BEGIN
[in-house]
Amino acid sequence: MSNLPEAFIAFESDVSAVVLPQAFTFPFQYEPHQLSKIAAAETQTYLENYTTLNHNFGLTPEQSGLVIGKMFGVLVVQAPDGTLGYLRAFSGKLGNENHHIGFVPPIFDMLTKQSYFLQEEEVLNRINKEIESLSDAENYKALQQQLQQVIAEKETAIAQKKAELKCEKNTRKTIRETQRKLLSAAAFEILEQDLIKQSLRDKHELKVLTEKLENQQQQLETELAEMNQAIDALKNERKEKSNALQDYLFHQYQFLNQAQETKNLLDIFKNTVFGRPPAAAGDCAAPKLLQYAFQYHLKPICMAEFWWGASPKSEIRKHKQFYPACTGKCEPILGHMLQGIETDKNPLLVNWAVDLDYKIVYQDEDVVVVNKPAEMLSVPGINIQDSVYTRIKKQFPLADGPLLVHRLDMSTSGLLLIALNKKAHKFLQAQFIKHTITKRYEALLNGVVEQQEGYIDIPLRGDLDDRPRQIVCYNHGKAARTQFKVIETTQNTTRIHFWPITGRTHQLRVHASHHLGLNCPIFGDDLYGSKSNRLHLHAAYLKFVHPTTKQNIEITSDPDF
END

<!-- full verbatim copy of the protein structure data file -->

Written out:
[in-house]
Amino acid sequence: MSNLPEAFIAFESDVSAVVLPQAFTFPFQYEPHQLSKIAAAETQTYLENYTTLNHNFGLTPEQSGLVIGKMFGVLVVQAPDGTLGYLRAFSGKLGNENHHIGFVPPIFDMLTKQSYFLQEEEVLNRINKEIESLSDAENYKALQQQLQQVIAEKETAIAQKKAELKCEKNTRKTIRETQRKLLSAAAFEILEQDLIKQSLRDKHELKVLTEKLENQQQQLETELAEMNQAIDALKNERKEKSNALQDYLFHQYQFLNQAQETKNLLDIFKNTVFGRPPAAAGDCAAPKLLQYAFQYHLKPICMAEFWWGASPKSEIRKHKQFYPACTGKCEPILGHMLQGIETDKNPLLVNWAVDLDYKIVYQDEDVVVVNKPAEMLSVPGINIQDSVYTRIKKQFPLADGPLLVHRLDMSTSGLLLIALNKKAHKFLQAQFIKHTITKRYEALLNGVVEQQEGYIDIPLRGDLDDRPRQIVCYNHGKAARTQFKVIETTQNTTRIHFWPITGRTHQLRVHASHHLGLNCPIFGDDLYGSKSNRLHLHAAYLKFVHPTTKQNIEITSDPDF